| United Nations Climate Change Conference - Bali, 3 - 14 December 2007: Delegates rise to applaud the decision to adopt the "Bali Roadmap" for a future international agreement on climate change |
187 countries meeting in Bali, Indonesia, on Saturday agreed to launch negotiations towards a crucial and strengthened global climate change deal.
The decision includes a clear agenda for the key issues to be negotiated up to 2009. These are:
action for adapting to the negative consequences of climate change, such as droughts and floods; along with ways to reduce greenhouse gas emissions;
ways to widely deploy climate friendly technologies and financing both adaptation and mitigation measures.
Concluding negotiations in 2009 will ensure that the new deal can enter into force by 2013, following the expiry of the first phase of the Kyoto Protocol.
"This is a real breakthrough, a real opportunity for the international community to successfully fight climate change," said Indonesian Environment Minister and President of the conference, Rachmat Witoelar. "Parties have recognised the urgency of action on climate change and have now provided the political response to what scientists have been telling us is needed," he added.
Earlier this year, the UN’s Intergovernmental Panel on Climate Change (IPCC) issued a finding that if left unchecked, the world’s average temperature could rise by as much as 6 degrees centigrade by the end of the century, causing serious harm to economies, societies and ecosystems worldwide.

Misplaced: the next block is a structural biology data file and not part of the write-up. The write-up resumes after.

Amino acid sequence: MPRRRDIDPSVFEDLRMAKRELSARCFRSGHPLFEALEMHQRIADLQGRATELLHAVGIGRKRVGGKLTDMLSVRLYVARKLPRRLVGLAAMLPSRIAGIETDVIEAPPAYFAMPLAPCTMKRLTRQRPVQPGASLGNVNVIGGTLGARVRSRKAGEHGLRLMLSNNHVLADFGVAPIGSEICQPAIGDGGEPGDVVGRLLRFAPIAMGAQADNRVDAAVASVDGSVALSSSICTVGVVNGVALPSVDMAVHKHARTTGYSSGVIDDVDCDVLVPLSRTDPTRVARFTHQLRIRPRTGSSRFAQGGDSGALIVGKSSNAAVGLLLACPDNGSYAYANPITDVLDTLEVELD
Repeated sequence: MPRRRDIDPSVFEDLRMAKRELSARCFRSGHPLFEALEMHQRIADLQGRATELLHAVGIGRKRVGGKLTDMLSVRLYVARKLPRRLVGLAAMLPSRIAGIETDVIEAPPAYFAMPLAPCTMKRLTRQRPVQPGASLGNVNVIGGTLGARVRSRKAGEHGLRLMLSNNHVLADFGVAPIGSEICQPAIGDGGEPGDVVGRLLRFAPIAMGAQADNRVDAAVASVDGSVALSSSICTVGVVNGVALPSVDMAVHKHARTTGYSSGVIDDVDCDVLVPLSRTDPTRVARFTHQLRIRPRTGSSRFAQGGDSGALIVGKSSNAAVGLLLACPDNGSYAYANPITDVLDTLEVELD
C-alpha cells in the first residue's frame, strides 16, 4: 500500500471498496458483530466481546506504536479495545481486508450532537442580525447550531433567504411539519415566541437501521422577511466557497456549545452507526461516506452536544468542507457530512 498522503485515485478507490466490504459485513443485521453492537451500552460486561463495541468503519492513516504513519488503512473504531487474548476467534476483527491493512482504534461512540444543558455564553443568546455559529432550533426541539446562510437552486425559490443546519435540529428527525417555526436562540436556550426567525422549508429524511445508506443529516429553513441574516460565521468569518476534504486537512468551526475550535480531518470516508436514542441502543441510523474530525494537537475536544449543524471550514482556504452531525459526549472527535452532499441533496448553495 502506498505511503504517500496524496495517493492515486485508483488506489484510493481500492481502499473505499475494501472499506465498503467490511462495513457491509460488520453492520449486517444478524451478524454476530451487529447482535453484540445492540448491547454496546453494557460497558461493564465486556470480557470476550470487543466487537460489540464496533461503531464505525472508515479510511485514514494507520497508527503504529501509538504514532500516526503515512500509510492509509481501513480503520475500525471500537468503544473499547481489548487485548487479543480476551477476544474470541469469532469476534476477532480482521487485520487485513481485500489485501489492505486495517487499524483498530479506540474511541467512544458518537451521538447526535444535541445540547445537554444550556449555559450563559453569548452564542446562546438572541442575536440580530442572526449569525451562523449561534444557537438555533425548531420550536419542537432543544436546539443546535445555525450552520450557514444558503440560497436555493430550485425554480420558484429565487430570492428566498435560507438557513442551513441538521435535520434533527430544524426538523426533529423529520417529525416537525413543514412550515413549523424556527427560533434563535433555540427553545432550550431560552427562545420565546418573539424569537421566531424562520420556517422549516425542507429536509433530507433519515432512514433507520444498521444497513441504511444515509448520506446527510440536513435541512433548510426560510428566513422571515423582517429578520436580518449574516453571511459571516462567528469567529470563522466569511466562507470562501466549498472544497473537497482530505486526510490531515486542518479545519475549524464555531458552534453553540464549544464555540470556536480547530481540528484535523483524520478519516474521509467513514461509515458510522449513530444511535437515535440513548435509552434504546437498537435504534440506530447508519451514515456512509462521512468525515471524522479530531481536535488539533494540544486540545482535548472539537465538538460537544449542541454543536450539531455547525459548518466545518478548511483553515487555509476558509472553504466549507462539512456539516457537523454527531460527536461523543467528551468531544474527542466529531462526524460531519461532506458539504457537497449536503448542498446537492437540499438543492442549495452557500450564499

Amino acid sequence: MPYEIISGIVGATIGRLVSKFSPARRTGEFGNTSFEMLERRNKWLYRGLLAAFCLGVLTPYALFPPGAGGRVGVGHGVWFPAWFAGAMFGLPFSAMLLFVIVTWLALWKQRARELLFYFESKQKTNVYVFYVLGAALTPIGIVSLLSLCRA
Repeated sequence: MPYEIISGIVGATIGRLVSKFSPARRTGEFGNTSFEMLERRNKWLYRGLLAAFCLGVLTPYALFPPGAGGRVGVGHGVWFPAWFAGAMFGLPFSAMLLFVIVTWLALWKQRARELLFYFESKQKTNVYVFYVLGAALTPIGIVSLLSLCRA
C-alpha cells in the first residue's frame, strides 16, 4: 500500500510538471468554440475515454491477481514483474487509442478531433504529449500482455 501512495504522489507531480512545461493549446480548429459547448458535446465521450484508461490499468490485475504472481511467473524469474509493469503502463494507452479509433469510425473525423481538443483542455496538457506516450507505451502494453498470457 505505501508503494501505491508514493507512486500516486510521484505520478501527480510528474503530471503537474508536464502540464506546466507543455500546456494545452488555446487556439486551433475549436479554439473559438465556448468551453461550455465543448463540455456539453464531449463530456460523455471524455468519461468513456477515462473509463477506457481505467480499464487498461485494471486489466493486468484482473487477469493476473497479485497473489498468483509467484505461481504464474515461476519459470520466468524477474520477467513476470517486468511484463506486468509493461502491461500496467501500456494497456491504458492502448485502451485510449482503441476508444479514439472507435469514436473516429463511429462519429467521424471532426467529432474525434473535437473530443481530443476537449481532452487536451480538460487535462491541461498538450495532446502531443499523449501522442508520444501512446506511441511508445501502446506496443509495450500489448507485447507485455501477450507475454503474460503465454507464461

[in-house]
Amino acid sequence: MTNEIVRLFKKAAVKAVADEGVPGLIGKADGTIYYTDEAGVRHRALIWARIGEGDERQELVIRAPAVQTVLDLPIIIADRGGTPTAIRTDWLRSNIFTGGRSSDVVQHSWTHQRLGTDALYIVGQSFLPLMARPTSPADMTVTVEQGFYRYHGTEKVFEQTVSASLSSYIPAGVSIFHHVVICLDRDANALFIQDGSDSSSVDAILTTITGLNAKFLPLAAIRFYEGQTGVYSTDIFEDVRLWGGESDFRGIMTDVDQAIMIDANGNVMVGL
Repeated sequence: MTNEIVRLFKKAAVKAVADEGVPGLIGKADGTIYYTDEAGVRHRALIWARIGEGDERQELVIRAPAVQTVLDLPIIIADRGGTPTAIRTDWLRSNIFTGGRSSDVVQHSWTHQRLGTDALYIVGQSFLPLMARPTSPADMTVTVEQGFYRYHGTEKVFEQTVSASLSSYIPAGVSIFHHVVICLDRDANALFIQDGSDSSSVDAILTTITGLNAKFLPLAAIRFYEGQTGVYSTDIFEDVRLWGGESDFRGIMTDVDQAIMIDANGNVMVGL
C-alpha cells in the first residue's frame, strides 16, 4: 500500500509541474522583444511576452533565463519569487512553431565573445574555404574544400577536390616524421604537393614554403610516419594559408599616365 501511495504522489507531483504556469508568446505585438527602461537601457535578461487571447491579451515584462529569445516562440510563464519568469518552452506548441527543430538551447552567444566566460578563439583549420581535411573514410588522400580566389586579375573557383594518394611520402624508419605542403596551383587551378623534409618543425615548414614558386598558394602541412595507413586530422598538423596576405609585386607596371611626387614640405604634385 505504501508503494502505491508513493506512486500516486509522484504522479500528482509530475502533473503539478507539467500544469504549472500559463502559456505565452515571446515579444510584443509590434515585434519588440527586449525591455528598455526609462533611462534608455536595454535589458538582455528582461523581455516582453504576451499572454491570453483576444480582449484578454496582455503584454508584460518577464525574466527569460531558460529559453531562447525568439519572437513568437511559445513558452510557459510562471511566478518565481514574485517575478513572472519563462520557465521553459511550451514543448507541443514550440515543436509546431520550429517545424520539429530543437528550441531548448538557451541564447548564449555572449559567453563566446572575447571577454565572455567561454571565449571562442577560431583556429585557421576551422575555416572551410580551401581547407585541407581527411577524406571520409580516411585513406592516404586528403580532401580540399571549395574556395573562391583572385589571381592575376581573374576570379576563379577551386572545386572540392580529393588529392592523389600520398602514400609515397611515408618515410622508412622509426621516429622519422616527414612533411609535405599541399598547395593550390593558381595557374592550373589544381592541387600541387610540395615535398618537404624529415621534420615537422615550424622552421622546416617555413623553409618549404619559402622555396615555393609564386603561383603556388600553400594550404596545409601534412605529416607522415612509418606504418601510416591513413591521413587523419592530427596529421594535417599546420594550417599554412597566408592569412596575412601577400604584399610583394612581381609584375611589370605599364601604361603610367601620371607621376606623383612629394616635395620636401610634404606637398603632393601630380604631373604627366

Yvo de Boer, Executive Secretary of the United Nations Framework Convention on Climate Change (UNFCCC) said: "We now have a roadmap, we have an agenda and we have a deadline."
"But we also have a huge task ahead of us and time to reach agreement is extremely short, so we need to move quickly," he added.
While a new global deal is envisioned for 2013, countries also agreed on a number of steps that need to be taken immediately to further implement the existing commitments of Parties to the UNFCCC. These issues are particularly important for developing countries (see fact sheet detail below).
On the recurring question of whether emission reduction ranges would be included in the text on the future, de Boer acknowledged earlier that some countries such as the European Union and a number of G77 countries were in favour of including the European Union's 25%-40% target reduction range for emission cuts from the 1990 level, in the text, while others such as the United States had made clear their opposition to this idea. Any inclusion of numbers in the text, he added, would exceed his expectations for this conference.
Trying to break the US-EU deadlock on a specific target, the Bali conference president, Indonesian Environment Minister Rachmat Witoelar, proposed revised language dropping explicit mention of numbers while substituting a reference to a UN scientific report suggested the 25-40% range of cuts.
Witoelar's proposal provided a basis for a compromise, producing a relatively vague mandate for the two years of negotiations. As worded, the Bali roadmap will not guarantee any level of binding commitment by any nation.
US delegate Paula Dobriansky said earlier on Saturday that she had heard "many strong statements from many major developing country leaders on a greater role in helping to address urgently this global problem."
It "doesn't seem it's going to be reflected in our outcome here in the declaration," she said as her audience booed in disapproval.
The final agreement also omitted reference to a target of halving global levels of greenhouse gases by 2050 - a goal which scientists say is essential to limiting the warming to around two degrees Celsius.